She once again asserted her first-amendment privileges to put forth the message she had brought and said, “I’m not hurting anybody” The young man gestured toward her sign and said, “You’re hurting me by telling my customers that it’s wrong for them to have assault weapons.” And he asserted his own and their constitutional rights under the second amendment.

At a certain point, after all three parties had repeated their positions, the conversation ended with Mary still sitting there, her message sign still propped up for all to see. The renter had gone inside the building, the deputies had returned to their squad car, and one of them was dialing a number on his cell phone. It seemed clear that he wanted further instructions from a superior, and, directly, as Mary and I continued our conversation, a van arrived, bearing another officer, and conversatons between the three officers continued, more or less sotto voce, all the time I was there.

After a while, with Mary still holding her position, I went inside the arena to check things out, paid a $10 admission fee at a desk, got a red entry-stamp on my hand, and began circulating among the throng, looking along with them at the aisle upon aisle of booths with guns and knives for sale and all the appurtenances thereof and virtually anything and everything that related to weaponry, self-defense, aggression and a few things beyond.

“If You Voted for Obama, We Don’t Want Your Business. You’re Too Stupid to Own a Gun.”

Right off the bat was a table loaded with several brand-new looking specimens of a Bushmaster semi-automatic rifle — C15, 223, with red-dot scope — for a price, $999.99 that compared favorably to prices I would later see advertised for the weapon online.

A mean, efficient-looking weapon, and right next to it was a table loaded with magazine clips, most of them capable of holding 30 rounds, some of them 40 and perhaps more.

Among the other exhibits, randomly sampled: “concealment holsters,” handcuffs, rocket flares, scopes, USMC fatigue hats (no service ID required for purchase), “covert knives” (longish, cold-steel items that were painted black and could indeed be handled stealthily), a “Masonic presentation sword,” a “complete three-piece sword set” selling for the bargain rate of $35, a one-day ration pack, Dragon Breath shotgun shells, etc, etc.

All of these, and like items, were multipied seemingly a thousand-fold on table after table. Oddly, there were tables of used books, with offerings ranging from Cold Steeled Challenge, 3 vols, which turned out to be a DVD collection, memoirs of military figures and politicians, titles ranging from Wagner’s Hitler to Women and Love by Sheree Hite.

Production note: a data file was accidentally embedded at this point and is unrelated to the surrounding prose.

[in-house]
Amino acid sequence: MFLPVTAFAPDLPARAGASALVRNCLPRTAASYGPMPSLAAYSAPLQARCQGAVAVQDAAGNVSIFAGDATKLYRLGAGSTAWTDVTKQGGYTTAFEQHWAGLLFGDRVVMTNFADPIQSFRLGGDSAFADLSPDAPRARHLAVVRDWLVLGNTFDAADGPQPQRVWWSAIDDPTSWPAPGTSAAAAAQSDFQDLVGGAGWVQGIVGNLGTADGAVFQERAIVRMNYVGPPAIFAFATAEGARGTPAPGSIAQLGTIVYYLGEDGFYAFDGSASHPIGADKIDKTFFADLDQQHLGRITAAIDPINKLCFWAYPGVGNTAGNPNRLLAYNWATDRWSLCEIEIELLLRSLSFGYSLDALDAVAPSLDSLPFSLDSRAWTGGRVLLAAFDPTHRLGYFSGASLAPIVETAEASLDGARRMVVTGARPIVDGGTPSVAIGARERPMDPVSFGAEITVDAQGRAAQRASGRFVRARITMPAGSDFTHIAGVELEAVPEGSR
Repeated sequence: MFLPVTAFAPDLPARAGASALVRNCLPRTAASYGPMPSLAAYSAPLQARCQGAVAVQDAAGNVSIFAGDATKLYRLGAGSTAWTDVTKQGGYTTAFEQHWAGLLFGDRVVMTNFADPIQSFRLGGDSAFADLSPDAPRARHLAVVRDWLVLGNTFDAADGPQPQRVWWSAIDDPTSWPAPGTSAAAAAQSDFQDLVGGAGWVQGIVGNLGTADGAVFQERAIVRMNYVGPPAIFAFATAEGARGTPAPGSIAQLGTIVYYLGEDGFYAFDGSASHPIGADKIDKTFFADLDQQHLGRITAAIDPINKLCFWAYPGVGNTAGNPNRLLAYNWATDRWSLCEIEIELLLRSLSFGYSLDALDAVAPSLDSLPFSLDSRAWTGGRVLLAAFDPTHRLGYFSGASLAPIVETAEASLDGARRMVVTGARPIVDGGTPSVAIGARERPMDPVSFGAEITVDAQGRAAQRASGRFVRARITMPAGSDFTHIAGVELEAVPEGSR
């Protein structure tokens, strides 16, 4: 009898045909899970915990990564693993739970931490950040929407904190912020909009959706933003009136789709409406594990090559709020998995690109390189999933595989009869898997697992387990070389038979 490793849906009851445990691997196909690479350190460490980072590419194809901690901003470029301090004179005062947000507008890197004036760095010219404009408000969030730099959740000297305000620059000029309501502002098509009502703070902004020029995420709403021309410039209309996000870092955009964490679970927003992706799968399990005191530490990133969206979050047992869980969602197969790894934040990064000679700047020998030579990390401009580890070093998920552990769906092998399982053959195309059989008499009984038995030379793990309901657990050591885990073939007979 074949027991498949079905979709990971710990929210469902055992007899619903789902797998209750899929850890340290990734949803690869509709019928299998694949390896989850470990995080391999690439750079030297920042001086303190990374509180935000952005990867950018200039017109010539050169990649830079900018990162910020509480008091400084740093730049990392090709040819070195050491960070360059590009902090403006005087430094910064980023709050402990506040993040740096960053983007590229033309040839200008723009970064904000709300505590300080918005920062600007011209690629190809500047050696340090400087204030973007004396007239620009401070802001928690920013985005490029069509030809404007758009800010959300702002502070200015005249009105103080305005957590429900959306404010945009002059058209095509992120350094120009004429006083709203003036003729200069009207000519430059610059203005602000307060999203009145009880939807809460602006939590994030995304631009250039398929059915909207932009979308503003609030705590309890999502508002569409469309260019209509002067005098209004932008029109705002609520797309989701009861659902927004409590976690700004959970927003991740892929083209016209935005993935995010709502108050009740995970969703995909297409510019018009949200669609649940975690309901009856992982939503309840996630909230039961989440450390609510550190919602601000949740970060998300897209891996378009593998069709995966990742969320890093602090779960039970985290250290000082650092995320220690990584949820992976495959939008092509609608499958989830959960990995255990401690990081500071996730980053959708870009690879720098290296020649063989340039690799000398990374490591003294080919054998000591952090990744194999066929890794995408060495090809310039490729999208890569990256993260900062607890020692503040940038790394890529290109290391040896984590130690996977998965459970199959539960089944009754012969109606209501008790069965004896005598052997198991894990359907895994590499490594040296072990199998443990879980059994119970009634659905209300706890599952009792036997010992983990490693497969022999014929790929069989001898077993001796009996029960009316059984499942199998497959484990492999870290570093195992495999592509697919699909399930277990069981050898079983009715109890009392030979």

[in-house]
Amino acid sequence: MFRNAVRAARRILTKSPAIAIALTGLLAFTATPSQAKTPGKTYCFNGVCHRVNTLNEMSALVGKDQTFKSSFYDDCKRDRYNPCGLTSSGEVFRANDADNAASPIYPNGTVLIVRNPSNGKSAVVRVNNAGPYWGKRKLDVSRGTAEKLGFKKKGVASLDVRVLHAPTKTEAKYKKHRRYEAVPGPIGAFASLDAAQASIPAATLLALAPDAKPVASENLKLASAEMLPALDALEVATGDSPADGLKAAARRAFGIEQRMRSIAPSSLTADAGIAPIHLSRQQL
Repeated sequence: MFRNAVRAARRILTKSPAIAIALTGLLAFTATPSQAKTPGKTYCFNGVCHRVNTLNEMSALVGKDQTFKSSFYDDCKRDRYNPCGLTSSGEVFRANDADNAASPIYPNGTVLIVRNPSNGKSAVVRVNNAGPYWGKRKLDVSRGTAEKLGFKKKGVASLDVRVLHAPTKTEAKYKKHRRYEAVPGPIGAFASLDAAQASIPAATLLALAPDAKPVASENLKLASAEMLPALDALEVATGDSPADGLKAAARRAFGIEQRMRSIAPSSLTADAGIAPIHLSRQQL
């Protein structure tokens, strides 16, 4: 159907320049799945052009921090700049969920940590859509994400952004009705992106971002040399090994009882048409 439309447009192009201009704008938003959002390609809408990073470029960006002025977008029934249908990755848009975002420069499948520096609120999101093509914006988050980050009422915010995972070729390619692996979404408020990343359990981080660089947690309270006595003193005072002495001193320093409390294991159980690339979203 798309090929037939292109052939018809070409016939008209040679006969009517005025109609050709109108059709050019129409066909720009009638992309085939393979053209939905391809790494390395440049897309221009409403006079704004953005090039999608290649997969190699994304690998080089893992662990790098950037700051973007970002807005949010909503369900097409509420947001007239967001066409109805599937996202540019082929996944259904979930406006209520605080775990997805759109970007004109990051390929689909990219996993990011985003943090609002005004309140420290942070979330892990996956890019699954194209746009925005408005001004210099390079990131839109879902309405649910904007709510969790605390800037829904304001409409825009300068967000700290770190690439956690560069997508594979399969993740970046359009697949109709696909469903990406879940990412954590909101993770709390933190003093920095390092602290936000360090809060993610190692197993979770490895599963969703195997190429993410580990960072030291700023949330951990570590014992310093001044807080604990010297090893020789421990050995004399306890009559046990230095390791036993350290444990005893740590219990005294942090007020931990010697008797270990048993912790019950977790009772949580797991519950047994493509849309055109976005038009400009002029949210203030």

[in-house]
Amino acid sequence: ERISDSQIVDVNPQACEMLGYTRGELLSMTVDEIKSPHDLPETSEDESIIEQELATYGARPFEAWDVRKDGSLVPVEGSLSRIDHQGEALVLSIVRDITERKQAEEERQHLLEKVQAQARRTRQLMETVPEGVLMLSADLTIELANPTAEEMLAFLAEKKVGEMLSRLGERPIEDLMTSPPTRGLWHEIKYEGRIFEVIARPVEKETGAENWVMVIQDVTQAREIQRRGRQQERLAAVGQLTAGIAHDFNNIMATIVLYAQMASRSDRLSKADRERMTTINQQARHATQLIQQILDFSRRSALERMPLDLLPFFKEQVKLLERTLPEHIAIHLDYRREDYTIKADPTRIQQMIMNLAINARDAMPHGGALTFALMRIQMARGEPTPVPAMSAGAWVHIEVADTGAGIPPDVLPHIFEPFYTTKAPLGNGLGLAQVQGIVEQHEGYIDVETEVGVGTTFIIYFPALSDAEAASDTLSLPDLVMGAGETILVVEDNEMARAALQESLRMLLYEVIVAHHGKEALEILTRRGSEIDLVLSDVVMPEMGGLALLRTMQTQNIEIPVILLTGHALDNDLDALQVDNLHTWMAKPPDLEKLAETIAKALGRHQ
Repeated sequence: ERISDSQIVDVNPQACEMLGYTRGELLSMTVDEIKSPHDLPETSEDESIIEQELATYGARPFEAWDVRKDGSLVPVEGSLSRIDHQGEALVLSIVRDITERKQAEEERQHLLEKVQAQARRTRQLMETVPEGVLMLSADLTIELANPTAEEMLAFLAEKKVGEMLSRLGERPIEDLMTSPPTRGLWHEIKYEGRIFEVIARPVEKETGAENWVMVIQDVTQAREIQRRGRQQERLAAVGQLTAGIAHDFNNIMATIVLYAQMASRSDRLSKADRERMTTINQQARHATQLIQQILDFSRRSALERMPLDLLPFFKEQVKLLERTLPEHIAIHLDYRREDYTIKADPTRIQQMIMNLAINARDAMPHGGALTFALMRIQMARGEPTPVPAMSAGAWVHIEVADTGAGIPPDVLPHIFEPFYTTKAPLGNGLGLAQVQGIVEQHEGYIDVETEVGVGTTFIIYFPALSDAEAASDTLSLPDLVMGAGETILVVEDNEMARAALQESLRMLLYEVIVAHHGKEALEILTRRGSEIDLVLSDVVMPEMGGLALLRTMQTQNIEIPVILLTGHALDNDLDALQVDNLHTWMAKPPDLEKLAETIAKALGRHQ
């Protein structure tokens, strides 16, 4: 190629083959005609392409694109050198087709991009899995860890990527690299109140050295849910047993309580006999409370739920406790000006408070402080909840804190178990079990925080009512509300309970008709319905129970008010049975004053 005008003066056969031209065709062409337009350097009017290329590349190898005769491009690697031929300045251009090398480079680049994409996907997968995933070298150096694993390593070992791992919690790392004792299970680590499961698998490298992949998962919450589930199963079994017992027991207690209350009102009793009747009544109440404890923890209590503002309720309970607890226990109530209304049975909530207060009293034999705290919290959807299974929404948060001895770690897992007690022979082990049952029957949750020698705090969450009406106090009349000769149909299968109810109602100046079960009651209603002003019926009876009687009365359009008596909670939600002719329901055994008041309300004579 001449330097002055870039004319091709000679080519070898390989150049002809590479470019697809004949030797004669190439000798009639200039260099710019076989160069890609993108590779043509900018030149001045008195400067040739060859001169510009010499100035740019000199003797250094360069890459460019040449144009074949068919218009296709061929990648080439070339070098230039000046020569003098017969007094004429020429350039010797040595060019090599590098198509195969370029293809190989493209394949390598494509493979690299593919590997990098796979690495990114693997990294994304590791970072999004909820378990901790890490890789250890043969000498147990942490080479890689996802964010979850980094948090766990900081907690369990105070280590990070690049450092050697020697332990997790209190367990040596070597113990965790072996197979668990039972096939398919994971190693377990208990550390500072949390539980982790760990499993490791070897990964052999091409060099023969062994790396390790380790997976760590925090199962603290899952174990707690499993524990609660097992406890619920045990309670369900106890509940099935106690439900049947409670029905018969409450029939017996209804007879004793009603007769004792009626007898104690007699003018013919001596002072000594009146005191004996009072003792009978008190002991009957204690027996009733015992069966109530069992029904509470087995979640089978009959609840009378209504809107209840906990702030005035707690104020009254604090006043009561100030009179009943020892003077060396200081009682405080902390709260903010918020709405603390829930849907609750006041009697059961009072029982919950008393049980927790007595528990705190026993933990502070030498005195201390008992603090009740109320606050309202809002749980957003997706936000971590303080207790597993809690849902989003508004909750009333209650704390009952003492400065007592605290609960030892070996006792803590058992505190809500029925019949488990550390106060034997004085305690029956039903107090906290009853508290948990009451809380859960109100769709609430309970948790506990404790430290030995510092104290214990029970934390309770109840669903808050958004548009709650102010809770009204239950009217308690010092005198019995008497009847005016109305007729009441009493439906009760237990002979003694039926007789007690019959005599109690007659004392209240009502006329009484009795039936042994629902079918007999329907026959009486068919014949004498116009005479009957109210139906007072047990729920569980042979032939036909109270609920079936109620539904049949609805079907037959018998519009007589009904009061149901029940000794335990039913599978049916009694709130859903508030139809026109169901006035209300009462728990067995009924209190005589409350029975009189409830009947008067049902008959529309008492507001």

At the beyond-the-pale end of things, there was a table bearing the sign, “If You Voted for Obama, We Don’t Want Your Business. You’re Too Stupid to Own a Gun.” Another one nearby featured framed insignia under the head “Deutsche Wehrmacht,” and there was one, with a sign advertising “Splattered Targets,” with a rack of brightly colored cartoon prints of, yep, blood-splattered images at $1.00 a copy.

Outside Mary Loveless was still holding her spot. She and I resumed our conversation, and as we did, a T-shirted man approached her. We both may have sucked in a breath, but the man started pleasantly enough: “Ma’am, I agree with you. I wouldn’t care if they didn’t carry any assault weapons in there, neither. I’m just as redneck as they come, and I think our army’s got enough of them.”

Mary was delighted at this spark of apparent agreement. She smiled and responded with one of her well-researched, well-rehearsed arguments, “They don’t want any for hunting or sport. They are arming themselves against our government….”

“Yeah, that’s it,” the man said. “Our United States government, they done ripped us off. We do’t own nothing. If China come over here right now and demanded what we owe ‘em, we couldn’t pay ‘em.”

Stunned only momentarily, Mary picked up on the last part of that. “We know that….”

But the man was continuing, “If they brought their army over here, they’d blow through us like a lawnmower. There’s too many of them.”

I ask the man his name, and he answers, affably, “Robert Kelly.”